Location: Location not imported yet.Title: Genomic architecture of energy utilization and its role in beef cattle efficiency) Author
Submitted to: Midwestern Section of the American Society of Animal Science
Publication Type: Abstract Only
Publication Acceptance Date: 11/8/2007
Publication Date: 9/22/2008
Publication URL: http://asas.org/abstracts/2008sectional/Supplement_3-38.pdf
Citation: Allan, M.F. 2008. Genomic architecture of energy utilization and its role in beef cattle efficiency [abstract]. Journal of Animal Science. 86(E-Supplement 3):52. Abstract #48. Interpretive Summary:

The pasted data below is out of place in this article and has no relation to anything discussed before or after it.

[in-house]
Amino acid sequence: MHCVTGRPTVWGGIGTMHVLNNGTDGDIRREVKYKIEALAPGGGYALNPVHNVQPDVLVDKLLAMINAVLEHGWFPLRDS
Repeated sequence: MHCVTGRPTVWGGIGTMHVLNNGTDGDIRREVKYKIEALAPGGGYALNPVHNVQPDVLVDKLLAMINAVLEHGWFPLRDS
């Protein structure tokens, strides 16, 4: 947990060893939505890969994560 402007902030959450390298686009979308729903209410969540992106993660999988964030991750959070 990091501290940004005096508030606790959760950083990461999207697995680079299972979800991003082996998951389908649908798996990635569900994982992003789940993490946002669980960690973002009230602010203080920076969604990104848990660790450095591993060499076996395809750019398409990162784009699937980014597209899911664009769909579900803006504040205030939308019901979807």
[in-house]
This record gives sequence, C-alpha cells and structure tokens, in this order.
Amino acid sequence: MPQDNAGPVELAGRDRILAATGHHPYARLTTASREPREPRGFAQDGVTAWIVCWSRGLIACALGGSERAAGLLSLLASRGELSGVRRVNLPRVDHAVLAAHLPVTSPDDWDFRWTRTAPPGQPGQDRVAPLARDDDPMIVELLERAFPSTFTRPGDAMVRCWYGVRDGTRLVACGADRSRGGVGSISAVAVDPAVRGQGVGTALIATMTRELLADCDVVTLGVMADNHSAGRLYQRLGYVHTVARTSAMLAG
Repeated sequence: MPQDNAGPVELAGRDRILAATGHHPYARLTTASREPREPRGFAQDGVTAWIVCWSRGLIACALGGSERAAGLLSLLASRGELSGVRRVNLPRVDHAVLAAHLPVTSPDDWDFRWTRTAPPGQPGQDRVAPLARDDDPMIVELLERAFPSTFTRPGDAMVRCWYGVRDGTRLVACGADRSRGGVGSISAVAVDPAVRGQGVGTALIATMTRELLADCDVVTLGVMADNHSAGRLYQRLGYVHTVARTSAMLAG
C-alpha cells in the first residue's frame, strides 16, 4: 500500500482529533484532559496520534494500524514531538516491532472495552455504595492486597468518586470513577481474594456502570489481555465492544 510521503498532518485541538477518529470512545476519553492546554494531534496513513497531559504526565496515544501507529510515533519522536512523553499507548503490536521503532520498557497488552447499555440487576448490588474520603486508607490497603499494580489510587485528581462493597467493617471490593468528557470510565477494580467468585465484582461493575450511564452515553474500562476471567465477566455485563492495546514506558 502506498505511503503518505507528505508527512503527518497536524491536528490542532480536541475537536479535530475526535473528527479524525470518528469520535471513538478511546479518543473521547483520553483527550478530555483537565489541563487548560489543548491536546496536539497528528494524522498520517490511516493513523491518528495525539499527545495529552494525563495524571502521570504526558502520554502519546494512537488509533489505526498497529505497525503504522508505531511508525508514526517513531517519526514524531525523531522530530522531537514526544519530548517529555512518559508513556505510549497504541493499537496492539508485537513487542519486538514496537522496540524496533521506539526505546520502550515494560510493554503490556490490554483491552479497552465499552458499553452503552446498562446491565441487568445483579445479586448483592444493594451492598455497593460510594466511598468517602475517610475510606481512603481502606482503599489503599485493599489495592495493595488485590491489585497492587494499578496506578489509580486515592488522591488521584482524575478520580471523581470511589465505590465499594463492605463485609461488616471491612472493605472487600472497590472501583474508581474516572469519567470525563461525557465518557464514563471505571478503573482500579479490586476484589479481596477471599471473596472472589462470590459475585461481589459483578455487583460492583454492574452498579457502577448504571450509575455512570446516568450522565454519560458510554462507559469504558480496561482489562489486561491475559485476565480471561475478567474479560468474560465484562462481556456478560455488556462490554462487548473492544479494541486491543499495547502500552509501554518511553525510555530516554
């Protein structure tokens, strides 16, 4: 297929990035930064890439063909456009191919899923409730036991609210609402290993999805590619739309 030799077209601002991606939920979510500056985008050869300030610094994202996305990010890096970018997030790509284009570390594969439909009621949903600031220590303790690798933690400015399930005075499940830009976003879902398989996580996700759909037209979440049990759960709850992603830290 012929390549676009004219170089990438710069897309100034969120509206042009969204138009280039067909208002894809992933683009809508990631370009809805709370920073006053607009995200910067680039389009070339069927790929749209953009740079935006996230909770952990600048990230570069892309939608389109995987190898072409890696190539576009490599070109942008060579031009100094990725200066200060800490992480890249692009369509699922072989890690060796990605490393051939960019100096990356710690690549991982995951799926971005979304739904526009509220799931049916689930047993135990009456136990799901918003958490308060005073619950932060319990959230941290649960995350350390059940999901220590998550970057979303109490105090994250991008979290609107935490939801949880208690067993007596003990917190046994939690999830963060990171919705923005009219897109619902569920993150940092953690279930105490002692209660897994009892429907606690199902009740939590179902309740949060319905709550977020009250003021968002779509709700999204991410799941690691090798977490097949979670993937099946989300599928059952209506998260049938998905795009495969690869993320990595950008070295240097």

Technical Abstract: Historically, academia revisits energy utilization every 10 to 15 years with each cycle providing some benefit to the producer. The lack of progress in factors limiting the understanding of the genetics of energy utilization include the difficulty and costs to accurately measure individual intakes, beef cattle’s long generation interval, difficulty in definition, and a need for evaluation in the producing adult, as well as the growing/finishing juvenile. With 70 to 80% of the total variable costs in beef production associated with feed costs, any improvement in feed efficiency will have a significant impact in profitability in segments of beef production. Heritability estimates of feed efficiency range from 0.28 to 0.44 suggesting feed efficiency can be improved through genetic selection. Technology has developed to the point that we can better measure, record and analyze phenotypes, and implement selection for energetic efficiency. Application of marker-assisted selection is limited by a lack of information on quantitative trait loci (QTL) that are representative of U.S. beef cattle populations and understanding the correlated responses for many production traits. Identification of QTL is needed to devise an optimum sampling strategy to maximize genetic change and minimize costs of phenotyping and genotyping of animals. Feed efficiency projects at USMARC are structured to provide information to map QTL in the producing female at two life stages (growing and mature) and during the finishing phase in castrate males. Genetic correlations for a wide variety of traits, including multiple components of energy utilization, will be evaluated looking at all segments of the beef cattle production cycle. Genetical genomics will be applied to further define the functional biology underlying the genetic regulation by merging the use of transcript abundance and products of metabolism with over 50,000 SNP markers per animal.